Blue light comes from the sun, but it also comes from your favorite devices like computers, smartphones, tablets, LED televisions, and LED light bulbs. Our exposure to blue light is heavier than sunlight, and most of us don’t do much to protect against it. 

Blue light, like UV rays, can penetrate the cornea and reach the retina. This could have serious long-term effects, which researchers are still studying. In the near term, we know that blue light can lead to eye strain and fatigue and interferes with our sleep cycles. 


Fogging eyewear is a serious annoyance. Removing your pricey prescription lenses to wipe away fog can damage them and shorten their lifespan. Instead, grab some fog-free specs. Stoggles, for instance, have been treated with a magic, fog-free solution that keeps your eyewear from fogging even under the steamiest conditions. 

How do we do it? Magic and unicorns … and anti-fogging chemical that is sealed onto our eyewear at the time of manufacturing so that it lasts for a really long time. It took us nine months to whip this recipe of ours, and it’s worth the wait — goodbye, fog!

Shatter Resistance

If you have a dangerous task (like lawn work, home improvement, or anything involving a nail gun), your regular prescription lenses won’t cut it. If they get hit with a rogue nail or rock, they can break, shatter, and send shards of glass into your eyes. 

Instead, you need shatter-resistant technology, and, of course, Stoggles has it. Our eyewear is certified with the ANSI Z87.1-2020 seal, which means every pair has been tested against high-velocity impact without shattering. 

UV Protection

Fun fact: even if you have really dark shades, they might not be protecting your eyes from the sun. UV protection does not increase as the tint of your shades darkens. Stoggles are made from lightweight, ultra-durable polycarbonate material, which is naturally UV-blocking. 

Also important: wearing UV protection on cloudy and partly cloudy days. Stoggles Dimmers™ do it, and they do it with finesse. Just like traditional, transitional lenses, Dimmers are UV light reactive. When the sun’s out, the lenses get darker in the sunlight. They lighten back to clear when the sun recedes.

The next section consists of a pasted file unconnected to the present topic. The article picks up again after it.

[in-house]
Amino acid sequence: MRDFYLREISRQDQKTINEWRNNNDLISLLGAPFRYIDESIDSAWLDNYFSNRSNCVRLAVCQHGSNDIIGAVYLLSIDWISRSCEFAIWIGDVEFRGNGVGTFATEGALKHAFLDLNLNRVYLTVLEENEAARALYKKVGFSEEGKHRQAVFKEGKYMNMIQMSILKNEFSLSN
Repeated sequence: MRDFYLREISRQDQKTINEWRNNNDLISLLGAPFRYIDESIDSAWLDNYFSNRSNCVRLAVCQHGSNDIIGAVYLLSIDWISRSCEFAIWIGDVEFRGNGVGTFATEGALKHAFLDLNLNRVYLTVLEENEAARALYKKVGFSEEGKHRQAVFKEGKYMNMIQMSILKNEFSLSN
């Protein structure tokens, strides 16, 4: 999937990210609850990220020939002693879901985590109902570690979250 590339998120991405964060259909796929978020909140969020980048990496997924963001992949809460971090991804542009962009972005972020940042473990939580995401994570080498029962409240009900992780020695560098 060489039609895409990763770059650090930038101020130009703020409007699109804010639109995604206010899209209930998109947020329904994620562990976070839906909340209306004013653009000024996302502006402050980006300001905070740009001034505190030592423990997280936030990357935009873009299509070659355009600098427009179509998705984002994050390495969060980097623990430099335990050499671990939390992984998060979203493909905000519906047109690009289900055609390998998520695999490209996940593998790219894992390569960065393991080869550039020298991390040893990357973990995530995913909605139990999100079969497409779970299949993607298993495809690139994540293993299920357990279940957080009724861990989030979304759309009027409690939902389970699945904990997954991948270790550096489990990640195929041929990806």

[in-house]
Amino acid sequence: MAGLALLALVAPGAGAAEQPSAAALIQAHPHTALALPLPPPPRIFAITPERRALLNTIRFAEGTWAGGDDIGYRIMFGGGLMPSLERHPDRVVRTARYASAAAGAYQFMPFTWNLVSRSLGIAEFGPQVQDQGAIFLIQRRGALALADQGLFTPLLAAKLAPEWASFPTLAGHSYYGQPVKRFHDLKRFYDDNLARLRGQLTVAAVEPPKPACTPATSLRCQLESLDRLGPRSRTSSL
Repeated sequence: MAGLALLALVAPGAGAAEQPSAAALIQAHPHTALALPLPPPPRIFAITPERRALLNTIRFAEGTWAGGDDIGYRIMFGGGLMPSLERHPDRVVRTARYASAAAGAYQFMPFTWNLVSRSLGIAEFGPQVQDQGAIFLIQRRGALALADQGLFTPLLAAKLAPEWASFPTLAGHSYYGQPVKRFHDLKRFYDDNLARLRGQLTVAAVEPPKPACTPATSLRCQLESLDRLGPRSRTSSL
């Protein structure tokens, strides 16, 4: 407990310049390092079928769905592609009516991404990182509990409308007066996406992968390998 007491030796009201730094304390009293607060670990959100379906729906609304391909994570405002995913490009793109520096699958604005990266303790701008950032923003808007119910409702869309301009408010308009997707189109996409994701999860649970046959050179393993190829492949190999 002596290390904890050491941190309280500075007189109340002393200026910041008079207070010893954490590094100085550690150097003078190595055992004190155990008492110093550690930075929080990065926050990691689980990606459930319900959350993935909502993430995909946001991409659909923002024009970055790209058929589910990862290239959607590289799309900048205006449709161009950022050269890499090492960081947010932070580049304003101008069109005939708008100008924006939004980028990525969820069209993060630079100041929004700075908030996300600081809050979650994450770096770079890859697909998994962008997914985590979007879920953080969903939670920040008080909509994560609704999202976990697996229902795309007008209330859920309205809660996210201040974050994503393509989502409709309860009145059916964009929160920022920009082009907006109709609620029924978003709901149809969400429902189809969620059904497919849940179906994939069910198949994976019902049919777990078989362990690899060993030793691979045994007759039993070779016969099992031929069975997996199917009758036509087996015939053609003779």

Magic or science? You be the judge. (It’s science.)

Side and Top Shields

Another way your regular eyewear leaves room for an injury is in their design. They leave gaps at the top of the eyebrows and on the sides of your temples, where splashes, spills, splatters, and debris could enter your eye area. 

Top and side shields are a streamlined way to protect these areas and maintain a low-profile, non-lab student look. No offense to lab students, of course. 

These shields are also another option for people who need prescription lenses in their safety eyewear and have had trouble with wraparound lenses. Some wraparounds can warp a prescription lens, making it difficult to see peripherally. 

You’ve Got Options

In terms of vision correction, you’ve got options, and with Stoggles, you’ve got stylish ones. Keep your eyes safe and your vision on point. Stoggles gives you the safety you need in your customized prescription, wrapped up in an ultra-stylish, uber-comfortable package that keeps you looking fabulous and feeling as relaxed as sipping a margarita by the pool (probably). 



Myopia (nearsightedness) | American Optometric Association

Diplopia (Double Vision) | Yale Medicine

Astigmatism | NHS